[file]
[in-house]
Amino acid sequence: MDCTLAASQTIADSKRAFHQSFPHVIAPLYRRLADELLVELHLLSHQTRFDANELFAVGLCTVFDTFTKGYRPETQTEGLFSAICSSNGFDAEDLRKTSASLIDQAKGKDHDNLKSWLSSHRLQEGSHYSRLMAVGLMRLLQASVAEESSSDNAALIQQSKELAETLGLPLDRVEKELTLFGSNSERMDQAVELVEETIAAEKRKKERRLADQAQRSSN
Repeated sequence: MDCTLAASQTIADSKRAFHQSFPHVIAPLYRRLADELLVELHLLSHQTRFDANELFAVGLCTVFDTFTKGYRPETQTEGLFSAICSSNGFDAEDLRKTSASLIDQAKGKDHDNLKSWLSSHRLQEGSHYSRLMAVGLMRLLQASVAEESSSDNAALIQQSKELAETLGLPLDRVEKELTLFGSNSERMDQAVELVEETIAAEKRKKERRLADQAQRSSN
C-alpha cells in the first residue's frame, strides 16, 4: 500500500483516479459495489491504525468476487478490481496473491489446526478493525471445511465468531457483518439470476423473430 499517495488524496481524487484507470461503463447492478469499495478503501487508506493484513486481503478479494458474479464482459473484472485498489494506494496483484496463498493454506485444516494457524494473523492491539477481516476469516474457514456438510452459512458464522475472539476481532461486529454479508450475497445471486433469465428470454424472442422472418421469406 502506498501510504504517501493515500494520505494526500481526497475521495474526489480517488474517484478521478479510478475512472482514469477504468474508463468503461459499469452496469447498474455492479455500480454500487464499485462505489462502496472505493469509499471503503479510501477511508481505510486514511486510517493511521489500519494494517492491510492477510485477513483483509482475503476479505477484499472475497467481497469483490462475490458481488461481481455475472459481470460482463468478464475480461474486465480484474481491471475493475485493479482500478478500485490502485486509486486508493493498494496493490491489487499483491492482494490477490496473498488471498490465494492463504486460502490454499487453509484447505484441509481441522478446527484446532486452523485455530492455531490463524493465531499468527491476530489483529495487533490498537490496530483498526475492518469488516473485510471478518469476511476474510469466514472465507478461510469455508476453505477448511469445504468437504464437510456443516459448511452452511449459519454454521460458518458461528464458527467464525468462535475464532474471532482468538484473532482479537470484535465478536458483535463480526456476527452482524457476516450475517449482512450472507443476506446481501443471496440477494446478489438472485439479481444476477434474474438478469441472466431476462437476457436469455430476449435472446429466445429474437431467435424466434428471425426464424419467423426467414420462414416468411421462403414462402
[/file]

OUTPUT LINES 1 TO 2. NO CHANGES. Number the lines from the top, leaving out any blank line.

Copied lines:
[in-house]
Amino acid sequence: MDCTLAASQTIADSKRAFHQSFPHVIAPLYRRLADELLVELHLLSHQTRFDANELFAVGLCTVFDTFTKGYRPETQTEGLFSAICSSNGFDAEDLRKTSASLIDQAKGKDHDNLKSWLSSHRLQEGSHYSRLMAVGLMRLLQASVAEESSSDNAALIQQSKELAETLGLPLDRVEKELTLFGSNSERMDQAVELVEETIAAEKRKKERRLADQAQRSSN